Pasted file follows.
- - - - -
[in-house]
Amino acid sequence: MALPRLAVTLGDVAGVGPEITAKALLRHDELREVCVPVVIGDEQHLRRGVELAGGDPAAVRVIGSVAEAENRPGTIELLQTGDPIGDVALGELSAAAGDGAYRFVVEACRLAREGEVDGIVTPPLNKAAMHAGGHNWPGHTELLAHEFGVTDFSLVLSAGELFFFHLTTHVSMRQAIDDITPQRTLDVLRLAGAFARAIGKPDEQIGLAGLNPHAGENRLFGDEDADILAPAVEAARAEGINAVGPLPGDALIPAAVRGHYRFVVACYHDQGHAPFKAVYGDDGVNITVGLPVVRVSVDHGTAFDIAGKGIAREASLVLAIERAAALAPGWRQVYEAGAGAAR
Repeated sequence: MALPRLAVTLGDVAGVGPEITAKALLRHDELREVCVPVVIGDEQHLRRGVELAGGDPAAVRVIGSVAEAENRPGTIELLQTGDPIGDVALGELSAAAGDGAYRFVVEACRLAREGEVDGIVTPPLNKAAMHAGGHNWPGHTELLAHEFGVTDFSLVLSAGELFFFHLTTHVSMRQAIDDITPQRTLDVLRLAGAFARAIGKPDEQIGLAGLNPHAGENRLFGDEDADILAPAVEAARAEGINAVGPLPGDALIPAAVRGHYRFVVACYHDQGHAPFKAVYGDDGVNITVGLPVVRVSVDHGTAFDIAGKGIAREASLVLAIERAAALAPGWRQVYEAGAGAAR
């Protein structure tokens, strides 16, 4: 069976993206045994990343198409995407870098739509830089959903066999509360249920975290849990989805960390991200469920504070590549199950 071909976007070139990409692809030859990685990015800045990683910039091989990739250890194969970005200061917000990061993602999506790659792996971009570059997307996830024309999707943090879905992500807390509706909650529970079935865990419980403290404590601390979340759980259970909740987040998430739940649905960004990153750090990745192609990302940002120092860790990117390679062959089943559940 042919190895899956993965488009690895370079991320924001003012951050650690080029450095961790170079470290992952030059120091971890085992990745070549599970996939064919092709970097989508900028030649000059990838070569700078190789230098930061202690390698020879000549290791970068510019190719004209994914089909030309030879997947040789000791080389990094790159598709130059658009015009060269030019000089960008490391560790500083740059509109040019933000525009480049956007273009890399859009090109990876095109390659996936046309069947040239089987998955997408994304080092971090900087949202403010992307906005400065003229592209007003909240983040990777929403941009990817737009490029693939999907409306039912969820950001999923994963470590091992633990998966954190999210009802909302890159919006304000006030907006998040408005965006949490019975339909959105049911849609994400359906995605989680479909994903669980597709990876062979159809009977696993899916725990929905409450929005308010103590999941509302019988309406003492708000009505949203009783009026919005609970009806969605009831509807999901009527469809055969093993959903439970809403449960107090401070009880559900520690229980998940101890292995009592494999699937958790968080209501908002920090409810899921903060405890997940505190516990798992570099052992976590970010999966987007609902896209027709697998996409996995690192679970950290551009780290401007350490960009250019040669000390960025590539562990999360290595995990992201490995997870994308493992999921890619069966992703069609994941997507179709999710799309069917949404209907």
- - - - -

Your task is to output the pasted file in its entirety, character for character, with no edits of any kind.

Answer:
[in-house]
Amino acid sequence: MALPRLAVTLGDVAGVGPEITAKALLRHDELREVCVPVVIGDEQHLRRGVELAGGDPAAVRVIGSVAEAENRPGTIELLQTGDPIGDVALGELSAAAGDGAYRFVVEACRLAREGEVDGIVTPPLNKAAMHAGGHNWPGHTELLAHEFGVTDFSLVLSAGELFFFHLTTHVSMRQAIDDITPQRTLDVLRLAGAFARAIGKPDEQIGLAGLNPHAGENRLFGDEDADILAPAVEAARAEGINAVGPLPGDALIPAAVRGHYRFVVACYHDQGHAPFKAVYGDDGVNITVGLPVVRVSVDHGTAFDIAGKGIAREASLVLAIERAAALAPGWRQVYEAGAGAAR
Repeated sequence: MALPRLAVTLGDVAGVGPEITAKALLRHDELREVCVPVVIGDEQHLRRGVELAGGDPAAVRVIGSVAEAENRPGTIELLQTGDPIGDVALGELSAAAGDGAYRFVVEACRLAREGEVDGIVTPPLNKAAMHAGGHNWPGHTELLAHEFGVTDFSLVLSAGELFFFHLTTHVSMRQAIDDITPQRTLDVLRLAGAFARAIGKPDEQIGLAGLNPHAGENRLFGDEDADILAPAVEAARAEGINAVGPLPGDALIPAAVRGHYRFVVACYHDQGHAPFKAVYGDDGVNITVGLPVVRVSVDHGTAFDIAGKGIAREASLVLAIERAAALAPGWRQVYEAGAGAAR
């Protein structure tokens, strides 16, 4: 069976993206045994990343198409995407870098739509830089959903066999509360249920975290849990989805960390991200469920504070590549199950 071909976007070139990409692809030859990685990015800045990683910039091989990739250890194969970005200061917000990061993602999506790659792996971009570059997307996830024309999707943090879905992500807390509706909650529970079935865990419980403290404590601390979340759980259970909740987040998430739940649905960004990153750090990745192609990302940002120092860790990117390679062959089943559940 042919190895899956993965488009690895370079991320924001003012951050650690080029450095961790170079470290992952030059120091971890085992990745070549599970996939064919092709970097989508900028030649000059990838070569700078190789230098930061202690390698020879000549290791970068510019190719004209994914089909030309030879997947040789000791080389990094790159598709130059658009015009060269030019000089960008490391560790500083740059509109040019933000525009480049956007273009890399859009090109990876095109390659996936046309069947040239089987998955997408994304080092971090900087949202403010992307906005400065003229592209007003909240983040990777929403941009990817737009490029693939999907409306039912969820950001999923994963470590091992633990998966954190999210009802909302890159919006304000006030907006998040408005965006949490019975339909959105049911849609994400359906995605989680479909994903669980597709990876062979159809009977696993899916725990929905409450929005308010103590999941509302019988309406003492708000009505949203009783009026919005609970009806969605009831509807999901009527469809055969093993959903439970809403449960107090401070009880559900520690229980998940101890292995009592494999699937958790968080209501908002920090409810899921903060405890997940505190516990798992570099052992976590970010999966987007609902896209027709697998996409996995690192679970950290551009780290401007350490960009250019040669000390960025590539562990999360290595995990992201490995997870994308493992999921890619069966992703069609994941997507179709999710799309069917949404209907």